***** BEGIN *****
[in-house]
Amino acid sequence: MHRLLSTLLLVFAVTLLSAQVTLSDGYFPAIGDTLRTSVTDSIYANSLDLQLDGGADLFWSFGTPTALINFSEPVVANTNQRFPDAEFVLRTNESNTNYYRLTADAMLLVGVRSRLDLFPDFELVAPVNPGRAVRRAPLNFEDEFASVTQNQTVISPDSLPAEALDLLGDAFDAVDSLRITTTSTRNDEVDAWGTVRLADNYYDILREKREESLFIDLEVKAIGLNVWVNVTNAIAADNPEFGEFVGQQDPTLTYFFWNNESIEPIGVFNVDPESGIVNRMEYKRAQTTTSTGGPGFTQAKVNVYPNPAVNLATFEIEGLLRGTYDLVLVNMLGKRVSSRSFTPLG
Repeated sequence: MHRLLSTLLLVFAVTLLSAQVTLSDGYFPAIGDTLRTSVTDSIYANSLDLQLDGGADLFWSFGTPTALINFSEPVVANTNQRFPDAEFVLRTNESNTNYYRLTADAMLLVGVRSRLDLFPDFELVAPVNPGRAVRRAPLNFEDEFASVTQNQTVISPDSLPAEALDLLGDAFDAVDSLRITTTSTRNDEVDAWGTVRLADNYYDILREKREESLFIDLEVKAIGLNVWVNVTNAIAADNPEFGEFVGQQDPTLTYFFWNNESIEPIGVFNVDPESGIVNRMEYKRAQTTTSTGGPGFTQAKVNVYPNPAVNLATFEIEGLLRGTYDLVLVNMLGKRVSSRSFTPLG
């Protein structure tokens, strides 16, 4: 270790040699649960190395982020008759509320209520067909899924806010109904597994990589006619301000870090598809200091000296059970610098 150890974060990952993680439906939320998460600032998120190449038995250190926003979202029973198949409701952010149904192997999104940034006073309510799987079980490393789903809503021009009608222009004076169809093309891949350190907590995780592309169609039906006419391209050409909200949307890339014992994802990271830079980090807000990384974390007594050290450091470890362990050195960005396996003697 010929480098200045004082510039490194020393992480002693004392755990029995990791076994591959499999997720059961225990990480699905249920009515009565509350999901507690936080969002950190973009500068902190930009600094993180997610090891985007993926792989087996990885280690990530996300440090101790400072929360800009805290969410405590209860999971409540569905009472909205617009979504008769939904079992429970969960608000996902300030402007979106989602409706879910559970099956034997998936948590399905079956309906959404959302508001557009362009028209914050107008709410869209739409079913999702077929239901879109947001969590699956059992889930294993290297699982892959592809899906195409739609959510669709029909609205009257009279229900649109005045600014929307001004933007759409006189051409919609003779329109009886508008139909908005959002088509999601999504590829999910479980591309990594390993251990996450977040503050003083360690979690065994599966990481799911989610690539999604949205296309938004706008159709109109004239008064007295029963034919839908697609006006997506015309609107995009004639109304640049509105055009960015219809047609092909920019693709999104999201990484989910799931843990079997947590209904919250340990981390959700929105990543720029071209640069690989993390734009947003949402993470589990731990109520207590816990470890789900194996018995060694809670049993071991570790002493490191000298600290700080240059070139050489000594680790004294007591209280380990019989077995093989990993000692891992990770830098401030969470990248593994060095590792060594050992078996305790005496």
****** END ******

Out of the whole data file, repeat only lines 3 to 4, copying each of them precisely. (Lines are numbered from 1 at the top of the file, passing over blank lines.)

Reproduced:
Repeated sequence: MHRLLSTLLLVFAVTLLSAQVTLSDGYFPAIGDTLRTSVTDSIYANSLDLQLDGGADLFWSFGTPTALINFSEPVVANTNQRFPDAEFVLRTNESNTNYYRLTADAMLLVGVRSRLDLFPDFELVAPVNPGRAVRRAPLNFEDEFASVTQNQTVISPDSLPAEALDLLGDAFDAVDSLRITTTSTRNDEVDAWGTVRLADNYYDILREKREESLFIDLEVKAIGLNVWVNVTNAIAADNPEFGEFVGQQDPTLTYFFWNNESIEPIGVFNVDPESGIVNRMEYKRAQTTTSTGGPGFTQAKVNVYPNPAVNLATFEIEGLLRGTYDLVLVNMLGKRVSSRSFTPLG
């Protein structure tokens, strides 16, 4: 270790040699649960190395982020008759509320209520067909899924806010109904597994990589006619301000870090598809200091000296059970610098 150890974060990952993680439906939320998460600032998120190449038995250190926003979202029973198949409701952010149904192997999104940034006073309510799987079980490393789903809503021009009608222009004076169809093309891949350190907590995780592309169609039906006419391209050409909200949307890339014992994802990271830079980090807000990384974390007594050290450091470890362990050195960005396996003697 010929480098200045004082510039490194020393992480002693004392755990029995990791076994591959499999997720059961225990990480699905249920009515009565509350999901507690936080969002950190973009500068902190930009600094993180997610090891985007993926792989087996990885280690990530996300440090101790400072929360800009805290969410405590209860999971409540569905009472909205617009979504008769939904079992429970969960608000996902300030402007979106989602409706879910559970099956034997998936948590399905079956309906959404959302508001557009362009028209914050107008709410869209739409079913999702077929239901879109947001969590699956059992889930294993290297699982892959592809899906195409739609959510669709029909609205009257009279229900649109005045600014929307001004933007759409006189051409919609003779329109009886508008139909908005959002088509999601999504590829999910479980591309990594390993251990996450977040503050003083360690979690065994599966990481799911989610690539999604949205296309938004706008159709109109004239008064007295029963034919839908697609006006997506015309609107995009004639109304640049509105055009960015219809047609092909920019693709999104999201990484989910799931843990079997947590209904919250340990981390959700929105990543720029071209640069690989993390734009947003949402993470589990731990109520207590816990470890789900194996018995060694809670049993071991570790002493490191000298600290700080240059070139050489000594680790004294007591209280380990019989077995093989990993000692891992990770830098401030969470990248593994060095590792060594050992078996305790005496």